This opinion will be unpublished and

may not be cited except as provided by

Minn. Stat. § 480A.08, subd. 3 (2004).







State of Minnesota,


DuWayne William Otto,


Filed September 26, 2006


Wright, Judge


Carver County District Court

File No. 10CR0056



Richard L. Swanson, 207 Chestnut Street, Suite 235, Chaska, MN  55318 (for appellant)


Mike Hatch, Attorney General, 1800 Bremer Tower, 445 Minnesota Street, St. Paul, MN  55101; and


Michael Fahey, Carver County Attorney, Peter A.C. Ivy, Assistant County Attorney, Carver County Justice Center, 604 East Fourth Street, Chaska, MN  55318 (for respondent)



            Considered and decided by Halbrooks, Presiding Judge; Willis, Judge; and Wright, Judge.


U N P U B L I S H E D  O P I N I O N




Appellant challenges his sentence imposed for felony driving while impaired, arguing that the district court abused its discretion in denying his motion for a downward dispositional departure without adequately considering relevant mitigating factors.  We affirm.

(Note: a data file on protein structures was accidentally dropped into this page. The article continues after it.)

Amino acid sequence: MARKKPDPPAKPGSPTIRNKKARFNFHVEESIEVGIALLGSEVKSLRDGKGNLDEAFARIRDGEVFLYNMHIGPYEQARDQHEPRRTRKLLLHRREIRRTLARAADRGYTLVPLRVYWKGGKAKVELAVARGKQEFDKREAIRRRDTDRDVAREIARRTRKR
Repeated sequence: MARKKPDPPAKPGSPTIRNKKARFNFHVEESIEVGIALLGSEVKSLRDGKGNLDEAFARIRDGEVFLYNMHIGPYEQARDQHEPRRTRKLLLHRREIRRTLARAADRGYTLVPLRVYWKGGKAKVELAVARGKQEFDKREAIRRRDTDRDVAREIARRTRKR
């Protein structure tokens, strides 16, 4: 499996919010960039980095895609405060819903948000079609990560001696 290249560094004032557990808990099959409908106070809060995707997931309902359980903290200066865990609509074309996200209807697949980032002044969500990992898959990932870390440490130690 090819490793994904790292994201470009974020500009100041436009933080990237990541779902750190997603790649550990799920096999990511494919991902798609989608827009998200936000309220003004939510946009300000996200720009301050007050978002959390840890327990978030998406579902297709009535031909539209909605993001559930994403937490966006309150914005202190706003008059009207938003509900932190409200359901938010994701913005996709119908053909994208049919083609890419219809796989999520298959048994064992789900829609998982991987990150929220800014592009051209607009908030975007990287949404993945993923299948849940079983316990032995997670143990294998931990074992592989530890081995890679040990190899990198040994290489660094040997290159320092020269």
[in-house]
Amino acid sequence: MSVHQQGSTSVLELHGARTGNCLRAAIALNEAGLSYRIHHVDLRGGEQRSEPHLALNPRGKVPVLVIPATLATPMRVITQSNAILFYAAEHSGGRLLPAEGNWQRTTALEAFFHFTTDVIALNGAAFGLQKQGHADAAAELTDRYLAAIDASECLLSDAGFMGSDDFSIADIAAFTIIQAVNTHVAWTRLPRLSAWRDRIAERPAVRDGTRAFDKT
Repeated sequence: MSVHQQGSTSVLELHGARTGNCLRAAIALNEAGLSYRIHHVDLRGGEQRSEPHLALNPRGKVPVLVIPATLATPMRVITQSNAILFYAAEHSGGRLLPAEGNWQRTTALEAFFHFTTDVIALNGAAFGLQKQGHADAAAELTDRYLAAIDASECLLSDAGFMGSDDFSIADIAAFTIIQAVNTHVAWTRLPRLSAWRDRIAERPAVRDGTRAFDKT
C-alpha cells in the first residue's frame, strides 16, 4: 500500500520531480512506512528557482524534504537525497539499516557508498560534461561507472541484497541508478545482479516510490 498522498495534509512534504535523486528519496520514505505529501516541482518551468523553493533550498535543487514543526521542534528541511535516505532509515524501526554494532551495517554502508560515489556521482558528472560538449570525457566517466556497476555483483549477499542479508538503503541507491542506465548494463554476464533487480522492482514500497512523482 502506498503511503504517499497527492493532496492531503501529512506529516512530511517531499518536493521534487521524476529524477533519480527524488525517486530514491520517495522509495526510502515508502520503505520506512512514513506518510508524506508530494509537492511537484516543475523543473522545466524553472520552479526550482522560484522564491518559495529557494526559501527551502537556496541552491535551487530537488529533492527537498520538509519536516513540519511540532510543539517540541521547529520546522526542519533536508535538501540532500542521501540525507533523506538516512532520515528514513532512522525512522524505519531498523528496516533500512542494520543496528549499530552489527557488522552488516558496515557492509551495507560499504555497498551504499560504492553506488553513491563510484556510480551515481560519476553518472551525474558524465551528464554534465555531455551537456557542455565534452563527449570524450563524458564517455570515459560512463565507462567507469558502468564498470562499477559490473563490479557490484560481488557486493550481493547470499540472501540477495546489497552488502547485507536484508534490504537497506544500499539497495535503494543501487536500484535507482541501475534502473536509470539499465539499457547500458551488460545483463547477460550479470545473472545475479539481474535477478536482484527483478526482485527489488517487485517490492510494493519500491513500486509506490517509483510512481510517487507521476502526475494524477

On January 1, 2005, Corporal Anderley of the Carver County Sherriff’s Department observed a car that had collided with a parked sport utility vehicle.  The car was driven by appellant DuWayne Otto, who was holding an open bottle of rum on his lap.  An on-the-scene investigation led to Otto’s arrest for driving while impaired (DWI).  Otto had an alcohol concentration of .20. 

At the time of this offense, Otto was on probation for a felony-DWI offense that he committed on May 27, 2004.  For the May 2004 offense, the district court had imposed a sentence of 42 months, stayed the execution of the unserved 39 months of the sentence, and ordered seven years’ probation.  Otto was ordered to undergo chemical-dependency treatment as a condition of probation.  Consequently, Otto was a resident at a chemical-dependency halfway house when he committed the January 2005 offense on a furlough to retrieve personal items from his home.  In addition to the May 2004 DWI offense, Otto was on a two-year probation for a conviction of fourth-degree assault.